NGOization: Complicity, Contradictions and Prospects ed. by Aziz Choudry and Dip Kapoor (review)
In lieu of an abstract, here is a brief excerpt of the content:

Reviewed by
NGOization: Complicity, Contradictions and Prospects
Aziz Choudry and Dip Kapoor, eds.
London and New York: Zed Books, 2013; 248 pages. $35.95 (paperback), ISBN 9781780322575

The main topic of this book is the growing professionalization, depoliticization, and demobilization of movements for social and environmental change termed “NGOization.” Editors Aziz Choudry and Dip Kapoor adopt a critical approach toward nongovernmental organizations (NGOs) by focusing on analysis referring to their dependence and/or complicity with state, market, and multilateral/international institutions. The volume includes articles adopting common assumptions about the role of NGOs in globalizing capitalist colonization of territories, nature, peoples, and cultures in early twenty-first century. This book fills the gap in the literature regarding the negative effects of NGOs.

The volume includes articles by scientists, activists, and educators whose studies include themes such as economic planning, NGO evaluators, gender, ethnography, human services, food systems, governance, the future of democracy, social and environmental justice, capitalism, colonialism, and development assistance. Case study chapters include different geographical and political contexts such as the United States, Mexico, Canada, New Zealand, India, South Africa, Philippines, Serbia, and Kyrgyzstan.

The book includes nine contributed chapters and a preface. Sangeeta Kamat, in the preface, discusses synergy between neoliberalism and the [End Page 173] rise of the NGO sector, which has an important role in the transformations of states and the economy. She shows that the basic problem of NGOs is they are the favored institutional form through which every social problem can be addressed. But this NGOization obstructs the processes of authentic democratization. Kamat underscores the perspective of the authors of the book, particularly the thesis that “NGOs belong neither to state nor to civil society but are contested sites in the struggle between the interests of capital and people’s aspirations for a just and humane world” (xi). In this context, NGOization is analyzed as an always unfinished and unstable project.

Choudry and Kapoor, in the introductory chapter, seek to move beyond dominant “civil society” concepts of politics and action by critical analyses of NGOization to reconceptualize resistance against capitalism and colonialism. The editors show the limitations of building NGO typologies as well as of analyzing their relationship with governments and the private sector. Importantly, they demonstrate the widespread NGO commitment to economic and foreign policies strategies of democratization by building civil society by professionalization and depoliticization of community-based organizations. Those processes include, for example, displacing, destroying, or neutralizing social movements by NGOs, lobbying of governments or international institutions, and privatization of the notion of public interest. Choudry and Kapoor show that an important challenge is to move beyond the dichotomy between NGOs and social movements. The authors describe several critiques of NGOs: analyzing them as agents of capitalist colonization of material space, as the professionalization of dissent, and as knowledge colonization for capital. Those strategies are more or less reflected in further case study chapters.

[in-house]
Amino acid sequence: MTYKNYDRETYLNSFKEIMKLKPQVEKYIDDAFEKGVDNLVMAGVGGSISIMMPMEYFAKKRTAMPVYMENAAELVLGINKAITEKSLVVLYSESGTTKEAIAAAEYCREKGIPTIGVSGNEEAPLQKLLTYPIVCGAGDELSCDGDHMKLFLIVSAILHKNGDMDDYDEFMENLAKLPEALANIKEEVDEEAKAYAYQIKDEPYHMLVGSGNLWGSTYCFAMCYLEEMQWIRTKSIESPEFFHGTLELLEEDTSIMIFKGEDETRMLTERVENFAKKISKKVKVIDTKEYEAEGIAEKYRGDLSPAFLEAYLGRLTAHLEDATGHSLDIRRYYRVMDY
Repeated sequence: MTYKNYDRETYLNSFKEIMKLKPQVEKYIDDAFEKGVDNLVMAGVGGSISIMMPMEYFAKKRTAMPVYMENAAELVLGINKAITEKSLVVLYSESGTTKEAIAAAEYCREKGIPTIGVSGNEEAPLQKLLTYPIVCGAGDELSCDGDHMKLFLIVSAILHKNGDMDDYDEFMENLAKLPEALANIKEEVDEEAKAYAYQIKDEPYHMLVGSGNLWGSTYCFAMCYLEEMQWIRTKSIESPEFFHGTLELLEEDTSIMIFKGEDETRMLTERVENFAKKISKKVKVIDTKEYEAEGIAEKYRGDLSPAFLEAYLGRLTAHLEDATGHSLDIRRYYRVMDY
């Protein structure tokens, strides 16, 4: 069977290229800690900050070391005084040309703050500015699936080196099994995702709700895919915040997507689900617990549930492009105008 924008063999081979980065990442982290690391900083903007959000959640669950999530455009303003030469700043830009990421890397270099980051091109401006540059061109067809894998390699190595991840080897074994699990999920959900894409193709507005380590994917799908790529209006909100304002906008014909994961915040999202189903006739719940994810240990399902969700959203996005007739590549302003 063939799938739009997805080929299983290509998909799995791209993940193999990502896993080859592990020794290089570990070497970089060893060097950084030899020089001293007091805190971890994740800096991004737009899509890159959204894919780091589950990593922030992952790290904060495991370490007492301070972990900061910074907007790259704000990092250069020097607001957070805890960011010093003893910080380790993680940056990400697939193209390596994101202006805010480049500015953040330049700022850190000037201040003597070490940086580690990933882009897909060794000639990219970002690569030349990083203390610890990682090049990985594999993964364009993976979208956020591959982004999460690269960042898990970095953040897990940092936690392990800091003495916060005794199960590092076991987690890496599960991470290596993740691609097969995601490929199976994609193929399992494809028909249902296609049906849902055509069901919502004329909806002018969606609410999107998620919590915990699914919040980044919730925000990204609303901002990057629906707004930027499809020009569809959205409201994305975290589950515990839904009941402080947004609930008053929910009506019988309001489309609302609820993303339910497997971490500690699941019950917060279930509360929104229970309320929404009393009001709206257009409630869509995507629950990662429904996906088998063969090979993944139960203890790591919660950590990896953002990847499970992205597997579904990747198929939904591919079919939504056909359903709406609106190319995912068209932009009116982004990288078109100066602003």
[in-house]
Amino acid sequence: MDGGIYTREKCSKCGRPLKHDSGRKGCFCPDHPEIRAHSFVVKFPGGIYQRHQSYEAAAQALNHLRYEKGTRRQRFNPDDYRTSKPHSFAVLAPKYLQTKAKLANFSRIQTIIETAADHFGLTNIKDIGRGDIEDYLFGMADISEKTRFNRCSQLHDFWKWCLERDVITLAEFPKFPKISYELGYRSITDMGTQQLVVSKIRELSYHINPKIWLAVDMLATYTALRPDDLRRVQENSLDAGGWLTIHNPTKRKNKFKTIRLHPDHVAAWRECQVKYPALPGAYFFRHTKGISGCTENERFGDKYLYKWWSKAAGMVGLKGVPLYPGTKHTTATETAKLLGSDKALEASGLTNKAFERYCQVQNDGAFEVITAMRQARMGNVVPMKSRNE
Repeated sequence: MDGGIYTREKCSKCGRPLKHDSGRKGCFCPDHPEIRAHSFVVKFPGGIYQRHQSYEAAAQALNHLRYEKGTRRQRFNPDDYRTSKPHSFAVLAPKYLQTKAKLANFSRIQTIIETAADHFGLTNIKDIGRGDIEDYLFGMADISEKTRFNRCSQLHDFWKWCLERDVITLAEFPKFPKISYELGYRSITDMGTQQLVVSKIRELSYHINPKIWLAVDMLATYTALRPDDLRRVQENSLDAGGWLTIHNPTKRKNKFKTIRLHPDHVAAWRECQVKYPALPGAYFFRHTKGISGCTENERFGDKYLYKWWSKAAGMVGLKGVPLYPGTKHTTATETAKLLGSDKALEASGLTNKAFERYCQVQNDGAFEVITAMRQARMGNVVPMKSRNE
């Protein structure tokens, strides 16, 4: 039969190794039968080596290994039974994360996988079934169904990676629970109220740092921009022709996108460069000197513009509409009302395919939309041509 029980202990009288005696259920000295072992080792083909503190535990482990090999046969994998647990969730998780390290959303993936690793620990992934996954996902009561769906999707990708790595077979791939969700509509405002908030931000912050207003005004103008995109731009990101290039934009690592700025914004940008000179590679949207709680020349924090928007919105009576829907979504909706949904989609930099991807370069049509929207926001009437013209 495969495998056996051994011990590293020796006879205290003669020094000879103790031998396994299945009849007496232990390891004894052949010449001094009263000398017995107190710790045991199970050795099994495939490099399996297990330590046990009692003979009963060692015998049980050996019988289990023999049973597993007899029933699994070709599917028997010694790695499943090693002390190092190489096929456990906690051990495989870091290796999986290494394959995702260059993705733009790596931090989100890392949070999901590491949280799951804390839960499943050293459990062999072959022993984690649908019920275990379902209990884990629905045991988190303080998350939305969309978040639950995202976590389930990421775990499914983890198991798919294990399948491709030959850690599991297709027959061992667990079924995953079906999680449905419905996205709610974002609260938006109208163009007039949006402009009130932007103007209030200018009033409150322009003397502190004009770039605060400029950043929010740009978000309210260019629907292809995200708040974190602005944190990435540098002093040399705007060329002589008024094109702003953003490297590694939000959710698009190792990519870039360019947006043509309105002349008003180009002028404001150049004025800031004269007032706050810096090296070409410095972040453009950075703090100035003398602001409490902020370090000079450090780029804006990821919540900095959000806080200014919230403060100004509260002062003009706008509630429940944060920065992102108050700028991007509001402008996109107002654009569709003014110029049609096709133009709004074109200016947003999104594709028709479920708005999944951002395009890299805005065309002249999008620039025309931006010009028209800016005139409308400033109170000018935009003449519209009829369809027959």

Choudry, in his chapter (“Saving Biodiversity, for Whom and for What? Conservation NGOs, Complicity, Colonialism and Conquest in an Era of Capitalist Globalisation”), describes how environmental NGOs serve economic and political elite interests by colonial practices and discourse. He discusses the cases of the Royal Forest and Bird Protection Society of New Zealand and Conservation International, headquartered in the United States. Both of them include the struggles of indigenous peoples to save biodiversity and describe the violations of environmental and human rights by NGOs, as well as their facilitation of green-washing [End Page 174] corporations and intellectual property rights projects to identify species and natural resources to commercial interests.

Kapoor, in the second chapter (“Social Action and NGOization in Contexts of Development Dispossession in Rural India: Explorations into the Un-civility of Civil Society”), shows the NGO role in creating Special Economic Zones in India, which accelerated the rise of a development-displaced persons population. NGOs serve to represent citizens in national and international forums as well as to address social services for displaced persons. NGOs are also spying on communities for mineral extraction and undermining social movements with anti-displacement and anti-colonial political orientations because they often serve as agents of state-corporate capital penetration. Kapoor also raises several questions that...